What We Want in the Persona 3 Remake Featured Image

What We Want to See in the Persona 3 Remake

Persona fans have eaten well these past couple of months. With Persona 5 Royal coming to PC and Persona 3 & 4 arriving on console fronts beyond PlayStation, it is a great time to be a part of (or join) the fandom. This push for older games in the series (Persona 1 and 2 when?) is probably due in part to Persona 5’s massive success and role in launching the franchise for the mainstream consciousness, creating a sort of “renaissance” for all things Persona. This resulted in spinoffs of the Musou and Rhythm-Dancing varieties. As such, it was not long before rumors of remakes joined and re-joined the discussion, with several anonymous online tipsters reporting on the alleged Persona 3 Remake, the game in the popular pantheon that has aged the least gracefully.

Regardless of the credibility of these rumors, a Persona 3 Remake is not entirely out of the realm of possibility. Modern assets for most of the Persona 3 cast exist (thanks to the dancing games and P5R) and the groundwork for future Persona games has been laid by Persona 5.

With that in mind, here are some things we would definitely like to see in a potential Persona 3 Remake.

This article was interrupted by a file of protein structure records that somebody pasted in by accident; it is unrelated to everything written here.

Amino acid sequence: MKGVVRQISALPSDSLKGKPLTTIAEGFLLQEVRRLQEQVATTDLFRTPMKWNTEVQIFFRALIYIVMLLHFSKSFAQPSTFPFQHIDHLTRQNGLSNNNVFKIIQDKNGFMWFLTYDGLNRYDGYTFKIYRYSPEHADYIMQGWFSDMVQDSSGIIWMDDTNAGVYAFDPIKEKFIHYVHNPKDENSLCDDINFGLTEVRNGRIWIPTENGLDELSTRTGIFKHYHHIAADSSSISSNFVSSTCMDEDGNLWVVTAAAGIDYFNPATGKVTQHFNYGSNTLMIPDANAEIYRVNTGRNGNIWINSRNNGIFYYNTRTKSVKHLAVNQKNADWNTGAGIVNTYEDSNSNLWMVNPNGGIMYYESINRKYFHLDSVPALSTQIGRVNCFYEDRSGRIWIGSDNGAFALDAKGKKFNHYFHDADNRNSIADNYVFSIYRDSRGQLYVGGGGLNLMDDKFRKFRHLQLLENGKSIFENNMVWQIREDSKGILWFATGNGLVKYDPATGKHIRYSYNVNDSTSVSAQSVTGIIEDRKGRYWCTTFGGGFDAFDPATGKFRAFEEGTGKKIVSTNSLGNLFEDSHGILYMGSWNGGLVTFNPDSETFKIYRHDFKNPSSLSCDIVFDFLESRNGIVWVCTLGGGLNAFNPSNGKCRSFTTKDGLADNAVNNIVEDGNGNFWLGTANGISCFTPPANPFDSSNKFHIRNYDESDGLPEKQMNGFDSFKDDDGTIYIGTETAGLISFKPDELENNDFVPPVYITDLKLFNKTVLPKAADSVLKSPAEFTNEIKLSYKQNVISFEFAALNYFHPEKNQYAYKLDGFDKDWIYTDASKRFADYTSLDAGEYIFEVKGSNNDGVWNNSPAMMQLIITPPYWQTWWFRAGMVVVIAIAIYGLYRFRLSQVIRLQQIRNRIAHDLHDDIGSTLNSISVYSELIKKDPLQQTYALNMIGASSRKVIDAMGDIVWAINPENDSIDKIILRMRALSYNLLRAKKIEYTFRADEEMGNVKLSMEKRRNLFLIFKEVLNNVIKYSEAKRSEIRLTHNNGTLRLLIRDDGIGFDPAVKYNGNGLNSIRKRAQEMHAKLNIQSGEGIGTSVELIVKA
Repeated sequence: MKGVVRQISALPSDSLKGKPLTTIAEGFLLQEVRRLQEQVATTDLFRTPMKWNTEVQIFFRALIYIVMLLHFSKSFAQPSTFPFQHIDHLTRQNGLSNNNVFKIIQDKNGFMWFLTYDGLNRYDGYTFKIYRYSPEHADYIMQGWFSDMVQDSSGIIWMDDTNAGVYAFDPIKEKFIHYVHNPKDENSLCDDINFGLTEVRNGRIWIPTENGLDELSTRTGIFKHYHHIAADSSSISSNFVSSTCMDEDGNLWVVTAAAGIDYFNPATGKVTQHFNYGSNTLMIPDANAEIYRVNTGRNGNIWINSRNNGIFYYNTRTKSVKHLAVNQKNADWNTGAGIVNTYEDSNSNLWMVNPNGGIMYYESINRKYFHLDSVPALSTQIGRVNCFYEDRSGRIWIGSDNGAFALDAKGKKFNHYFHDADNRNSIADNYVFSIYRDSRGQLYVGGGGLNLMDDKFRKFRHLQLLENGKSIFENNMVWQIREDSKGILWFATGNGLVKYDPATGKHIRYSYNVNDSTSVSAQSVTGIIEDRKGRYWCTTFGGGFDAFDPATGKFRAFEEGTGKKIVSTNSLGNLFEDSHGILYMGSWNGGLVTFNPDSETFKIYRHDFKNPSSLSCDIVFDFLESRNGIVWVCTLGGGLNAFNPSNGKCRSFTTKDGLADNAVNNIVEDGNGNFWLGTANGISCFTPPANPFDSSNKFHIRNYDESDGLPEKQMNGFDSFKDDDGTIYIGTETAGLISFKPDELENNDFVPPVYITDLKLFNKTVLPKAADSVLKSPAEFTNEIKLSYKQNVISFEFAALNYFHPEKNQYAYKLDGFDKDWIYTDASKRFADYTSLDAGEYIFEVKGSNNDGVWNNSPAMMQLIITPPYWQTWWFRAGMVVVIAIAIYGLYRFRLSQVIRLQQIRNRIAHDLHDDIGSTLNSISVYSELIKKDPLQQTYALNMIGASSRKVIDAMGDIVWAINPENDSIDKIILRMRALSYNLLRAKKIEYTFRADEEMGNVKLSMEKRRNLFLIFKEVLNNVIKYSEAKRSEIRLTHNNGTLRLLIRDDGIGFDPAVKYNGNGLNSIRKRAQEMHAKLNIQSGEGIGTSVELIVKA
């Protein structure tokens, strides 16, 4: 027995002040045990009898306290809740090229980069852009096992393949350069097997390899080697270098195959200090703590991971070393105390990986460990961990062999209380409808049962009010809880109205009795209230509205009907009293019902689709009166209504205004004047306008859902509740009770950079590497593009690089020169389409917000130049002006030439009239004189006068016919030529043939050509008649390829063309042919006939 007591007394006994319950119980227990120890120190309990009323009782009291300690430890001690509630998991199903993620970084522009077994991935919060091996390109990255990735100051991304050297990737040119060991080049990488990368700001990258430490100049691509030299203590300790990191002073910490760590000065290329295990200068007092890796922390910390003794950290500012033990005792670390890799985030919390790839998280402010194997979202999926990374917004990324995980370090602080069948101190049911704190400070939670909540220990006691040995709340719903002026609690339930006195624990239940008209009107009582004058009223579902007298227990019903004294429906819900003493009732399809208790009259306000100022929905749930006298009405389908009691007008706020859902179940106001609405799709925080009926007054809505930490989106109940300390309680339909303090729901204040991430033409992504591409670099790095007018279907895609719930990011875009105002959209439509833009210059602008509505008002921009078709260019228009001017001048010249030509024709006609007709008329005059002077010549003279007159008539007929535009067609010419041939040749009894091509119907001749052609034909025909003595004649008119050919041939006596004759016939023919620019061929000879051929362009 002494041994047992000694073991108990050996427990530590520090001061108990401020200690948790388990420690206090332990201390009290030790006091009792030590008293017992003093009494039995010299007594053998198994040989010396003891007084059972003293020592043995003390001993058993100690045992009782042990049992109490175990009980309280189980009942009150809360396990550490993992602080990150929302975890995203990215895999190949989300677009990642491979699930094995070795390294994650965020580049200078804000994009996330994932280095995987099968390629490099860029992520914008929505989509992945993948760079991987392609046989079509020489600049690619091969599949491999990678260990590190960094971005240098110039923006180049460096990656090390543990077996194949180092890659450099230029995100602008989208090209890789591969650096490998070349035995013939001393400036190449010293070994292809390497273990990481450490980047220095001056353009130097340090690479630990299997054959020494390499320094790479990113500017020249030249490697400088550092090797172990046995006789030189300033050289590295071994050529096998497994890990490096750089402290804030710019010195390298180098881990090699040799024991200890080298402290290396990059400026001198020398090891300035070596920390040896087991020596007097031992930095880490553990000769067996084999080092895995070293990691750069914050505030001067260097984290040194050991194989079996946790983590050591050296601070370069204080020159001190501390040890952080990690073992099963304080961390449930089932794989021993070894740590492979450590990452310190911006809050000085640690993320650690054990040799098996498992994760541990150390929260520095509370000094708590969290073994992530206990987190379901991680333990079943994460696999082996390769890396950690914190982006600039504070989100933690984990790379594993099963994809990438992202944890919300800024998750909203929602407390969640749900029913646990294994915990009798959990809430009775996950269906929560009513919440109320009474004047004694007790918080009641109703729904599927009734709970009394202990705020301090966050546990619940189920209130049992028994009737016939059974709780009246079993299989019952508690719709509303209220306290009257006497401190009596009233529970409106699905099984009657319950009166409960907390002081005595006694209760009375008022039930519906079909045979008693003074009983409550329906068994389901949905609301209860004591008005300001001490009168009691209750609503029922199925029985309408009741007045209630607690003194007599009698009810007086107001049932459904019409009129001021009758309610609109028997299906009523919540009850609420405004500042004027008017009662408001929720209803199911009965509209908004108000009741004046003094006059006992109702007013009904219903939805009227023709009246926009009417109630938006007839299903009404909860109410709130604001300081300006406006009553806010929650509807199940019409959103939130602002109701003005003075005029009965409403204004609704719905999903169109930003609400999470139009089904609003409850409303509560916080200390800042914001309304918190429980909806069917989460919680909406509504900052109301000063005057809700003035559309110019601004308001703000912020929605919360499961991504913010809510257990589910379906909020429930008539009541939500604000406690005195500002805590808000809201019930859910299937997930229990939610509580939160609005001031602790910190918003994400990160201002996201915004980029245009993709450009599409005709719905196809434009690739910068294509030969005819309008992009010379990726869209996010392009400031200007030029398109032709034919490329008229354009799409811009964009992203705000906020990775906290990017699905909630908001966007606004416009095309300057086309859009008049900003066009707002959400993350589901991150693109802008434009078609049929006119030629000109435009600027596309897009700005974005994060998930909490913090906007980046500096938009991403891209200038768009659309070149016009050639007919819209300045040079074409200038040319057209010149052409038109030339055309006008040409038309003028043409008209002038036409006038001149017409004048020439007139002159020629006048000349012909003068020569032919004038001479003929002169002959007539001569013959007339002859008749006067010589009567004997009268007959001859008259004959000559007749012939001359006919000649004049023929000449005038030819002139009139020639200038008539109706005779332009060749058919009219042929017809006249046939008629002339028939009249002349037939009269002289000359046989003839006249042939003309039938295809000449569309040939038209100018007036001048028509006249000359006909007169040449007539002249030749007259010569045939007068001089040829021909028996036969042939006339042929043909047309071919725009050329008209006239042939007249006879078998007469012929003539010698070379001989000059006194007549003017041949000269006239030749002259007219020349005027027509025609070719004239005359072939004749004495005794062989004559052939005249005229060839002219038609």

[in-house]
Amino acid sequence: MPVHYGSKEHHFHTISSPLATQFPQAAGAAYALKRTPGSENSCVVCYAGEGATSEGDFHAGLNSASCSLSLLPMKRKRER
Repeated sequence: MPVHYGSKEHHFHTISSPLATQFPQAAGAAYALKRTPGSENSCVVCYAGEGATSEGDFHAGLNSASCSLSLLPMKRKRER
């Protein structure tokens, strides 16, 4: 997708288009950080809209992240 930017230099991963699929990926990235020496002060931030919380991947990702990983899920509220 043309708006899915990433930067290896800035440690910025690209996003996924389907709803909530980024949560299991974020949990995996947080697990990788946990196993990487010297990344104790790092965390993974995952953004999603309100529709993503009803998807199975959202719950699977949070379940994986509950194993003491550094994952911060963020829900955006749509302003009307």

Rebuilding Tartarus Exploration in Persona 3 Remake

Persona 3 is an OLD game, and this is nowhere more noticeable than in Persona 3’s dungeon-crawling spree throughout Tartarus during the Dark Hour. The closest modern interpretation of Tartarus would be Persona 5’s Mementos, a series of randomly sorted and generated rooms that players must clear to reach an eventual end point per story chapter. Mementos was one of the weakest aspects of Persona 5, and that was with the updated combat suite Persona 5 touted. Persona 3 in comparison is a complete and utter drag.

Part of this tedium is due to WHAT Tartarus is in the grand scheme of Persona 3’s story. Much like the contrast between Mementos and Palaces in Persona 5, Persona 3 has nothing outside of the Full Moon Operations that offers a break from Tartarus. Tartarus is, simply put, a place to grind the players’ SEES squad and Personas in prep for the aforementioned monthly missions, and character well-being, status be willing, which is a whole other can of worms that will be addressed.

In a potential remake, more stakes and plot relevance should be given to Tartarus in advance, giving players an active reason and motivation to explore the massive, lich-green tower outside of “because you have to.” Palaces in Persona 5 worked well because of how intimately linked these dungeons were to the burgeoning story; players are often motivated to clear as much of the palaces as possible in a single sitting to advance the story and carry out their work as the Phantom Thieves. 

The role Tartarus plays in Persona 3’s story is substantial, especially towards the end when the mystery begins to unravel and the plot accelerates towards a climax. This mystery should be actively spoonfed and sprinkled throughout Tartarus to have players wanting to explore further and deeper (even if they can’t at the particular story juncture they are at). Also, having Tartarus be further linked to the Full Moon Operations would be a good way to create a sense of cohesion between the two activities (beyond Shadow slaying).